"AuthorativePod": "kuberhealthy-7cf79bdc86-m78qr"
    }
  },
  "CurrentMaster": "kuberhealthy-7cf79bdc86-m78qr"
}

High Availability

Kuberhealthy scales horizontally in order to be fault tolerant. By default, two instances are used with a pod disruption budget and RollingUpdate strategy to ensure high availability.

Centralized Check State State

The state of checks is centralized as custom resource records for each check. This allows Kuberhealthy to always serve the same result, no matter which node in the pool you hit. The current master running checks is calculated by all nodes in the deployment by simply querying the Kubernetes API for 'Ready' Kuberhealthy pods of the correct label, and sorting them alphabetically by name. The node that comes first is master.

Checks

Kuberhealthy performs the following checks in parallel at all times:

Daemonset Deployment and Termination

Deploys a daemonset to the kuberhealthy namespace, waits for all pods to be in the 'Ready' state, then terminates them and ensures all pod terminations were successful. Containers are deployed with their resource requirements set to 0 cores and 0 memory and use the pause container from Google (gcr.io/google_containers/pause:0.8.0), which is likely already cached on your nodes. The node-role.kubernetes.io/master NoSchedule taint is tolerated by daemonset testing pods. The pause container is already used by kubelet to do various tasks and should be cached at all times. If a failure occurs anywhere in the daemonset deployment or tear down, an error is shown on the status page describing the issue.

  • Namespace: kuberhealthy
  • Timeout: 5 minutes
  • Check Interval: 15 minutes
  • Check name: daemonSet

Component Health

Checks for the state of cluster componentstatuses. Kubernetes components include the ETCD and ETCD-event deployments, the Kubernetes scheduler, and the Kubernetes controller manager. This is almost the same as running kubectl get componentstatuses. If a componentstatus status is down for 5 minutes, an alert is shown on the status page.

  • Timeout: 1 minute
  • Check Interval: 2 minute
  • Downtime toleration: 5 minutes
  • Check name: componentStatus

Excessive Pod Restarts

Checks for excessive pod restarts in the kube-system namespace. If a pod has restarted more than five times in an hour, an error is indicated on the status page. The exact pod's name will be shown as one of the Error field's strings.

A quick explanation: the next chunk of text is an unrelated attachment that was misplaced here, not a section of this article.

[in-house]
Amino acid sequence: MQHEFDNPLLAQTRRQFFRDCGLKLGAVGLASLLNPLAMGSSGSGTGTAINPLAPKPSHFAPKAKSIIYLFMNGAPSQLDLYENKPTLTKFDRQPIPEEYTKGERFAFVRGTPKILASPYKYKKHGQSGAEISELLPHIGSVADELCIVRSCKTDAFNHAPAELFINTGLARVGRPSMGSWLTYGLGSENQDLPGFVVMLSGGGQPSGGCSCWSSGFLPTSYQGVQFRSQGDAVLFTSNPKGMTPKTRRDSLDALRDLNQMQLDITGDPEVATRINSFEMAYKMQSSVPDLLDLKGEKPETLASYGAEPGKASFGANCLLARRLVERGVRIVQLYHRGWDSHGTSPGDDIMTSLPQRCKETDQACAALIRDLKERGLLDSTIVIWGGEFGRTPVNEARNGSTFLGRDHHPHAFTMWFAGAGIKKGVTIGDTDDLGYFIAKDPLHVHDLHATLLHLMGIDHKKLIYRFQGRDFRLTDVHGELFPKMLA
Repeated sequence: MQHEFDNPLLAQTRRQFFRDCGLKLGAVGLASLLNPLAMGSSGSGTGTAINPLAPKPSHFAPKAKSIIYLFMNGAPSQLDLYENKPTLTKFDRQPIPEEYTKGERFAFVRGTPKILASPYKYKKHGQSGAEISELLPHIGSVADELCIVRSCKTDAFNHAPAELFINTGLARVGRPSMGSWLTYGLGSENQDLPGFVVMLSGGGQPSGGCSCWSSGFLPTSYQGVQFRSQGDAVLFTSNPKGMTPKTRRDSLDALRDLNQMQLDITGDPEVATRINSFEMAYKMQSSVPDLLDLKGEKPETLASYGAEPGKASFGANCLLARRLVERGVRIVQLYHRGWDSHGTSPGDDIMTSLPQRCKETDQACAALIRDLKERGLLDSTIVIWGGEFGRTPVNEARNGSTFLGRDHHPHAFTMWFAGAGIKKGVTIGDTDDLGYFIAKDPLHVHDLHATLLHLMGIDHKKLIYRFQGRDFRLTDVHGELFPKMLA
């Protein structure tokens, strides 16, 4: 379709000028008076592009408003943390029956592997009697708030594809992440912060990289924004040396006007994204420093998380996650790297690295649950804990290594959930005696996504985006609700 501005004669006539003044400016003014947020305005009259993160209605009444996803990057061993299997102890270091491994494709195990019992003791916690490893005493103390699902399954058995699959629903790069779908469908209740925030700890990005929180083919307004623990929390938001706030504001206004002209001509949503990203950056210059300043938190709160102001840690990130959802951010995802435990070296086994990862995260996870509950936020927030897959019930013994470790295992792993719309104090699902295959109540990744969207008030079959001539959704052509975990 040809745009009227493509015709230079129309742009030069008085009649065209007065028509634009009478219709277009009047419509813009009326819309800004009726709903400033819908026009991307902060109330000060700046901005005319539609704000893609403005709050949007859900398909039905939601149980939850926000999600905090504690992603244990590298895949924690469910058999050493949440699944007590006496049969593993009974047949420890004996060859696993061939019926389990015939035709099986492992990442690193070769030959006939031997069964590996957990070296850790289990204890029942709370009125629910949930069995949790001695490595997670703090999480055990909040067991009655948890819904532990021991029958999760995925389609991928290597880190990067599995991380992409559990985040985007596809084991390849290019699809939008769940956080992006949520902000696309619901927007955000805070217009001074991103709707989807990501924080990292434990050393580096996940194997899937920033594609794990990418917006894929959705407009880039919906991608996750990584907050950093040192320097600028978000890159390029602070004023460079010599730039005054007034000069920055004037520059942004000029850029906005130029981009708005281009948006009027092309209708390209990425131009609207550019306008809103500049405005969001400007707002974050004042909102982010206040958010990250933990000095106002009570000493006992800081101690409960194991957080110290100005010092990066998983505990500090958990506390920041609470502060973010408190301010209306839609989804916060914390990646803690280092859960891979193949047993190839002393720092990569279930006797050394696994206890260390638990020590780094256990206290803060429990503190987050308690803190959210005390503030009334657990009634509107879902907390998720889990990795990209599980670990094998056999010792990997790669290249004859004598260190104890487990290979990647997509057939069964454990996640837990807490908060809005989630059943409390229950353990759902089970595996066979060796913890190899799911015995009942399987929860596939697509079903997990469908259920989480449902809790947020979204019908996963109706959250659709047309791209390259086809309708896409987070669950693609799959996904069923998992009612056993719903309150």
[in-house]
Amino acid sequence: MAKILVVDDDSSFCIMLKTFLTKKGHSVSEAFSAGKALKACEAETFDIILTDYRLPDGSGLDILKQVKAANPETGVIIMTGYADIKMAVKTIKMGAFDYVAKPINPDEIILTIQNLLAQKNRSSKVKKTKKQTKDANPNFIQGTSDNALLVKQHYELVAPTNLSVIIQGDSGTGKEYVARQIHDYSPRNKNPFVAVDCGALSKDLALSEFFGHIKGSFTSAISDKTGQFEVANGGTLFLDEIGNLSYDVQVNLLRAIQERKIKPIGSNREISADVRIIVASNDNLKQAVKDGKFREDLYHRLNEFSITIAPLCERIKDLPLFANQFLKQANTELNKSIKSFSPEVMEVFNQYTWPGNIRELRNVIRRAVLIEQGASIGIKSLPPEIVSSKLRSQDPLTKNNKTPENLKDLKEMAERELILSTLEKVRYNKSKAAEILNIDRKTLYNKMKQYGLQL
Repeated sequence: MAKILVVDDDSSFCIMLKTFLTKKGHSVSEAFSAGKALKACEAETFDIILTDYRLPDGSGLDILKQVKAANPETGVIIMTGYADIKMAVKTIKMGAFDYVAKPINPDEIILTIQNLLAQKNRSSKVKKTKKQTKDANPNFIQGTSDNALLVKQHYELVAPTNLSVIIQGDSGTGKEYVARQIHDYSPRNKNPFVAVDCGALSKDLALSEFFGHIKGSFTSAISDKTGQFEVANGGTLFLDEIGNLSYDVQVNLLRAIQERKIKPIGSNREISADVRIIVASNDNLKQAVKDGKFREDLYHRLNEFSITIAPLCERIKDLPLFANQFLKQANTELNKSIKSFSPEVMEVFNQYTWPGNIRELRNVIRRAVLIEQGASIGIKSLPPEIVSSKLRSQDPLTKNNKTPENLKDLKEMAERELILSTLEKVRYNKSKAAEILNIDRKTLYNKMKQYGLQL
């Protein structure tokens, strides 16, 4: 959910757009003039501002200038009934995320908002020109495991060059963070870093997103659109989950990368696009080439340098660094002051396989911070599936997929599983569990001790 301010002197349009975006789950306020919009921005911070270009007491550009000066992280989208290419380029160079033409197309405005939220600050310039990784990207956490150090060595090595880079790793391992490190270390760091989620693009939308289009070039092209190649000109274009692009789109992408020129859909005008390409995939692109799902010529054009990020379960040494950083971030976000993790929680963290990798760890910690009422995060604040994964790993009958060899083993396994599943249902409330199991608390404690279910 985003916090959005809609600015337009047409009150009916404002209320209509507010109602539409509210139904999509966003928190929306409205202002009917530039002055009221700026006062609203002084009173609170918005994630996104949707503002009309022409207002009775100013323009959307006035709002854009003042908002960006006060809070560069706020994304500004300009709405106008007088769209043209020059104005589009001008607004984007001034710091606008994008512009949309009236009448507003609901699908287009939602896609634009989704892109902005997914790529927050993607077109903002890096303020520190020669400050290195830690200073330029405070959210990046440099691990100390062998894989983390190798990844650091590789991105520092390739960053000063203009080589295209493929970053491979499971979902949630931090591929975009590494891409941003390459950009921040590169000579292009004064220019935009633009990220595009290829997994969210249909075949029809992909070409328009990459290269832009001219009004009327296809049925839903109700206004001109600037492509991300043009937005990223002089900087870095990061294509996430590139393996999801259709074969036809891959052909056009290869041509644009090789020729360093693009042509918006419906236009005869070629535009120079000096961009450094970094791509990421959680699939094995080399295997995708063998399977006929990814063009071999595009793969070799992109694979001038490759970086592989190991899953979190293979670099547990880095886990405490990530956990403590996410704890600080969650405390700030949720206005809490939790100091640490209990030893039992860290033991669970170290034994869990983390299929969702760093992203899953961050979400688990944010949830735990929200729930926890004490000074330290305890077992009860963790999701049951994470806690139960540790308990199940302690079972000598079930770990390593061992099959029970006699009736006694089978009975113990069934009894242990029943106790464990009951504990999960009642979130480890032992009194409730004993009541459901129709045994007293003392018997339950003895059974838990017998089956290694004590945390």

A command line flag exists --podCheckNamespaces which can optionally contain a comma-separated list of namespaces on which to run the podRestarts checks. The default value is kube-system. Each namespace for which the check is configured will require the get and list verbs on the pods resource within that namespace.

  • Namespace: kube-system
  • Timeout: 3 minutes
  • Check Interval: 5 minutes
  • Tolerated restarts per pod over 1 hour: 5
  • Check name: podRestarts

Pod Status

Checks for pods older than ten minutes in the kube-system namespace that are in an incorrect lifecycle phase (anything that is not 'Ready'). If a podStatus detects a pod down for 5 minutes, an alert is shown on the status page. When a pod is found to be in error, the exact pod's name will be shown as one of the Error field's strings.

A command line flag exists --podCheckNamespaces which can optionally contain a comma-separated list of namespaces on which to run the podStatus checks. The default value is kube-system. Each namespace for which the check is configured will require the get and list RBAC verbs on the pods resource within that namespace.

  • Namespace: kube-system
  • Timeout: 1 minutes
  • Check Interval: 2 minutes
  • Error state toleration: 5 minutes
  • Check name: podStatus

Security Considerations

By default, Kuberhealthy exposes an insecure (non-HTTPS) status endpoint without authentication. You should never expose this endpoint to the public internet. Exposing Kuberhealthy's status page to the public internet could result in private cluster information being exposed to the public internet when errors occur and are displayed on the page.